Stan Newens and David Morgan write in the Morning Star on the life of TONY ATIENZA a past Chair of the Socialist History Society
Thursday 26 October 7pm
Marx Memorial Library, 37a Clerkenwell Green, EC1R 0DU
- Claudia Webbe, Islington Councillor and member of the Labour Party’s National Executive Committee in the Chair
- Winston Pinder, friend of Claudia, on Claudia’s life as socialist, organiser and writer
- Meirian Jump, Archivist & Library Manager, on Claudia’s archives at the MML
Claudia Jones (1915-1964) was a political activist and tireless anti-racist campaigner. Her activity as a member of the Communist Party USA – during a period of McCarthyite attacks on the left in America – led to her imprisonment and deportation in 1955. She moved to the UK where she was instrumental in founding the Notting Hill Carnival in 1959 and established the first major black British newspaper The West Indian Gazette. She was an inspirational speaker, addressing numerous peace and trade union meetings. At her funeral in 1965 Paul Robeson gave the following tribute ‘It was a great privilege to have known Claudia Jones. She was a vigorous and courageous leader of the Communist Party of the United States, and was very active in the work for the unity of white and coloured peoples and for dignity and equality, especially for the Negro people and for women’.
We have just received notice of two reviews of Steve Cushion’s book “The Hidden History of the Cuban Revolution“.
‘Echoes of revolution 1848, 1918. Revolution, nationalism, and socialism’
Saturday and Sunday, 17 and 18 February 2018
School of History, University of East Anglia, Norwich, NR4 7TJ, UK
Organised and hosted by UEA School of History in conjunction with the journal Socialist History and the Institute of Working Class History, Chicago.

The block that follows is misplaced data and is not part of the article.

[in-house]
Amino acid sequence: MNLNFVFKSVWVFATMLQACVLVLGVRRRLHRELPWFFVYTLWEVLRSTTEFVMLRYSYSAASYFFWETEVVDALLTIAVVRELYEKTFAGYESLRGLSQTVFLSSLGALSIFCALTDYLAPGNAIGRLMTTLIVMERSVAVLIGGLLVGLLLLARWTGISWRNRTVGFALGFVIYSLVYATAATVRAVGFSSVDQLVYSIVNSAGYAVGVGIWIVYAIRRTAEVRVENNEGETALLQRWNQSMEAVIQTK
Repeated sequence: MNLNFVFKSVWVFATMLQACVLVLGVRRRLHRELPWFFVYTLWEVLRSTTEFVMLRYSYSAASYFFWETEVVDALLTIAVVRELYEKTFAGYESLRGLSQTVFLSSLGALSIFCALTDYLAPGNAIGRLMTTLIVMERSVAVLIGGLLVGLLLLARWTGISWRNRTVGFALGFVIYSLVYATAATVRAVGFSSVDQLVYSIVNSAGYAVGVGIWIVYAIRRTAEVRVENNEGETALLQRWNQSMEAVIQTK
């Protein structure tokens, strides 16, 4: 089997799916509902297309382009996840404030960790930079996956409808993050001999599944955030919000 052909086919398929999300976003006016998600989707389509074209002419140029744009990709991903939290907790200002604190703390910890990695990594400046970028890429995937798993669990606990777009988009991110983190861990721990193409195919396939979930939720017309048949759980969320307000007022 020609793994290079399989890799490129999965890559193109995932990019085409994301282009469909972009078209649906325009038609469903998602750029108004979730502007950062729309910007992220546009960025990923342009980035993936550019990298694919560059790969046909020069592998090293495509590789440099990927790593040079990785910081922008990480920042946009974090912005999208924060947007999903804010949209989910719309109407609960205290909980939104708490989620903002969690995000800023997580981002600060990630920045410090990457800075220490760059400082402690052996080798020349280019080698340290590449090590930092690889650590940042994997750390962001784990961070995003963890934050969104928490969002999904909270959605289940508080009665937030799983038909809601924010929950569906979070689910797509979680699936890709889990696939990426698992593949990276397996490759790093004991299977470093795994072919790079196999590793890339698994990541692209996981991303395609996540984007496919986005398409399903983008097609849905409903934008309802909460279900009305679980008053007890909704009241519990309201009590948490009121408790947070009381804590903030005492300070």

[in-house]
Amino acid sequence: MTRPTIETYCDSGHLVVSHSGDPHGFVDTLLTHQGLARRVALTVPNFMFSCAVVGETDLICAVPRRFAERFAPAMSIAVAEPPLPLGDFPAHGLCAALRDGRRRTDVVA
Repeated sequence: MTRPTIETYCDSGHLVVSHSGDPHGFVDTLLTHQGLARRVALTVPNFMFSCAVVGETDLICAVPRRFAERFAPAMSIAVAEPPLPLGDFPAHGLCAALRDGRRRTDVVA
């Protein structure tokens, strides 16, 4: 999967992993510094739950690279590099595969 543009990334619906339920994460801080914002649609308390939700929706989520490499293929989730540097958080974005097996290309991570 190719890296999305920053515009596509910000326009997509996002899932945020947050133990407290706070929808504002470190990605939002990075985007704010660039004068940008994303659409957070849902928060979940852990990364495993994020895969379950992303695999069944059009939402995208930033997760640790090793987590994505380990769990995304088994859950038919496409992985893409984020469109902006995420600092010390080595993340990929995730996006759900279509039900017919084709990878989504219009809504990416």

As the old European powers approached exhaustion in the Great War, a wave of revolutionary struggles broke out across the continent, from Ireland to Russia. Mass movements articulated class, social and national aspirations as states fragmented and empires, dynasties and rulers were toppled. But relations between these movements and their component parts were anything but simple. National claimants contested for control of disputed territories in the name of self-determination. Class and social movements struggled with one another over who should rule in the successor states, and in whose interests. These struggles left a lasting legacy which helped shape European politics for decades.
As a pivotal year in European history, 1918 begs comparison with other pivotal years, in particular 1848, in which many similar social and national aspirations came to the fore. This conference will look at and compare movements for radical social and political change of those revolutionary years. We are seeking papers of 5000 to 10000 words to be presented at the conference on any aspects of revolution, nationalism and socialism anywhere around the world during, around or across the years 1848 and 1918. Selected papers will be published in a special issue of the journal Socialist History. Attendance at the conference will be free of charge, but we ask that anyone wishing to attend registers in advance.
Proposals for papers and any enquiries should be submitted to Francis King. E-mail: firstname.lastname@example.org
Deadline for proposals for papers: 15 December 2017
The sixteenth Essex Conference on Labour History will take place at The Labour Hall, Collingwood Road, Witham, CM8 2EE, (adjacent to Witham Railway Station), from 10.30 a.m. to 4 p.m. on Saturday, 28th October, 2017.
The topics to be discussed include the traditional aims of the Labour Party, the centenary of the Russian Revolution and the Co-operative Party, and James Keir Hardie, founder of the Labour Party.
The conference is completely open and friends, relatives and acquaintances are welcome, whatever their political allegiances. Questions and other contributions will be invited from the floor, lunch will be provided by the Essex Labour Campaign Forum, with the cost included in the registration fee.
To register, please write, with the registration fee of £10 per person, to The Leys, 18 Park Hill, Harlow, Essex, CM17 (cheques payable to the Essex County Labour Party). Anyone not previously registered can pay at the door, but pre-booking is advisable to ensure enough food is provided.
Francis Beckett – ‘The Labour Party’s Traditional Objectives’
Francis King – ‘ Reflections on the 1917 Russian Revolution’
Stan Newens – ‘ The Centenary of the Co-operative Party’
Barbara Humphries – ‘James Keir Hardie’